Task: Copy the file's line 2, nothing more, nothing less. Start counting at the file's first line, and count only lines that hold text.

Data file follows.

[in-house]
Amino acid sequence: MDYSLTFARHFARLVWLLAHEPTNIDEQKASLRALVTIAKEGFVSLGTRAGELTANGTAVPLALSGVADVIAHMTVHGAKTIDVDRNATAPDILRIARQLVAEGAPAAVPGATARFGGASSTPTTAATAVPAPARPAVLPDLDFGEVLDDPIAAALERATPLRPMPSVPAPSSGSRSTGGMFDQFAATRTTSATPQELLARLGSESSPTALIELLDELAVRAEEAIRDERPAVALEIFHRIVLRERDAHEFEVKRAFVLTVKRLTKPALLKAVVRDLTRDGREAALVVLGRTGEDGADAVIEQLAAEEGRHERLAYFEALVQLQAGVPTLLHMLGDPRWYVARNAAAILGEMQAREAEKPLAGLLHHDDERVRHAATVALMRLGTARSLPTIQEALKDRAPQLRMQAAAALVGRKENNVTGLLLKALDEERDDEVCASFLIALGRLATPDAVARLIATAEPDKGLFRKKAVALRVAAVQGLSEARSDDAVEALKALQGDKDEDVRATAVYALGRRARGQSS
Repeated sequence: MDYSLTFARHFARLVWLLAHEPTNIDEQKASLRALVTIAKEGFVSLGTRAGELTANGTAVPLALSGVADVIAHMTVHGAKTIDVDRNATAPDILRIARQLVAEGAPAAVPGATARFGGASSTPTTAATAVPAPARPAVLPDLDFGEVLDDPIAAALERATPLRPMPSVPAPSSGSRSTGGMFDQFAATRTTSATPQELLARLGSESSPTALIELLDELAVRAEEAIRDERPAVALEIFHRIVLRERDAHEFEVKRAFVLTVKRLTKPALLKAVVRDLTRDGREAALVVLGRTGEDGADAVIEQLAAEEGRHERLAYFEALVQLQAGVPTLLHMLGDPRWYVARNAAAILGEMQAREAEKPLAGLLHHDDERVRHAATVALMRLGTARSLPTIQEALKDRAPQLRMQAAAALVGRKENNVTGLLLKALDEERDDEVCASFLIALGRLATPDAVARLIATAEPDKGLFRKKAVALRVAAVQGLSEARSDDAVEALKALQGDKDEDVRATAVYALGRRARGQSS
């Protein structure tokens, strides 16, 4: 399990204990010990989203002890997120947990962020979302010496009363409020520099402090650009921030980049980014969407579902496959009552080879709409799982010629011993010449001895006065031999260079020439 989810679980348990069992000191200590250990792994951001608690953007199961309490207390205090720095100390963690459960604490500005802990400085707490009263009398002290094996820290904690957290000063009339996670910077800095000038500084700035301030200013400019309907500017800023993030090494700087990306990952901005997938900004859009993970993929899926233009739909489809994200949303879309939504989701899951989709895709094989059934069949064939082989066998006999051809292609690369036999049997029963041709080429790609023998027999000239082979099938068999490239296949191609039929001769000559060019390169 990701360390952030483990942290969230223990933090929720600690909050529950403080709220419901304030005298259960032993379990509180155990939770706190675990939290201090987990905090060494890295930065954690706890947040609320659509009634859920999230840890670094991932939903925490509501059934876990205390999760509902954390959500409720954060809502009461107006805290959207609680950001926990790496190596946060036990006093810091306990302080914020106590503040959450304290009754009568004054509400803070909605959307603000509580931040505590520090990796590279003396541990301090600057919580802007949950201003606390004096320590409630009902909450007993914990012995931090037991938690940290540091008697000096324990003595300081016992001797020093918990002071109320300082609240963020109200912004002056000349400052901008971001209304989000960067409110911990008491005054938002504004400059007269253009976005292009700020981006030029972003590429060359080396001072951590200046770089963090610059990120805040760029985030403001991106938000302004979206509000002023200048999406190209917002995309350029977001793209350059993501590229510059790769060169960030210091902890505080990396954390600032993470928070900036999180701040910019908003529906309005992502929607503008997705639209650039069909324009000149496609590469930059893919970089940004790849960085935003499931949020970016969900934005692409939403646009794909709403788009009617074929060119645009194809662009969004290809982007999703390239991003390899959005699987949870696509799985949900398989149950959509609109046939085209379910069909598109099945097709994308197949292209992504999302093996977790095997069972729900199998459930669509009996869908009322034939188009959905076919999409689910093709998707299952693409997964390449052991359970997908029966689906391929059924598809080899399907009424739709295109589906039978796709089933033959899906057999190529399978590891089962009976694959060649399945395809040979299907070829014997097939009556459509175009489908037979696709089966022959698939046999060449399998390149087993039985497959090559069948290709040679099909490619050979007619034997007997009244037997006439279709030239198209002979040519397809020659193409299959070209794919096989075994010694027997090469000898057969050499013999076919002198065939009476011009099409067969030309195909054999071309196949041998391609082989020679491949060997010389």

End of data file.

Amino acid sequence: MDYSLTFARHFARLVWLLAHEPTNIDEQKASLRALVTIAKEGFVSLGTRAGELTANGTAVPLALSGVADVIAHMTVHGAKTIDVDRNATAPDILRIARQLVAEGAPAAVPGATARFGGASSTPTTAATAVPAPARPAVLPDLDFGEVLDDPIAAALERATPLRPMPSVPAPSSGSRSTGGMFDQFAATRTTSATPQELLARLGSESSPTALIELLDELAVRAEEAIRDERPAVALEIFHRIVLRERDAHEFEVKRAFVLTVKRLTKPALLKAVVRDLTRDGREAALVVLGRTGEDGADAVIEQLAAEEGRHERLAYFEALVQLQAGVPTLLHMLGDPRWYVARNAAAILGEMQAREAEKPLAGLLHHDDERVRHAATVALMRLGTARSLPTIQEALKDRAPQLRMQAAAALVGRKENNVTGLLLKALDEERDDEVCASFLIALGRLATPDAVARLIATAEPDKGLFRKKAVALRVAAVQGLSEARSDDAVEALKALQGDKDEDVRATAVYALGRRARGQSS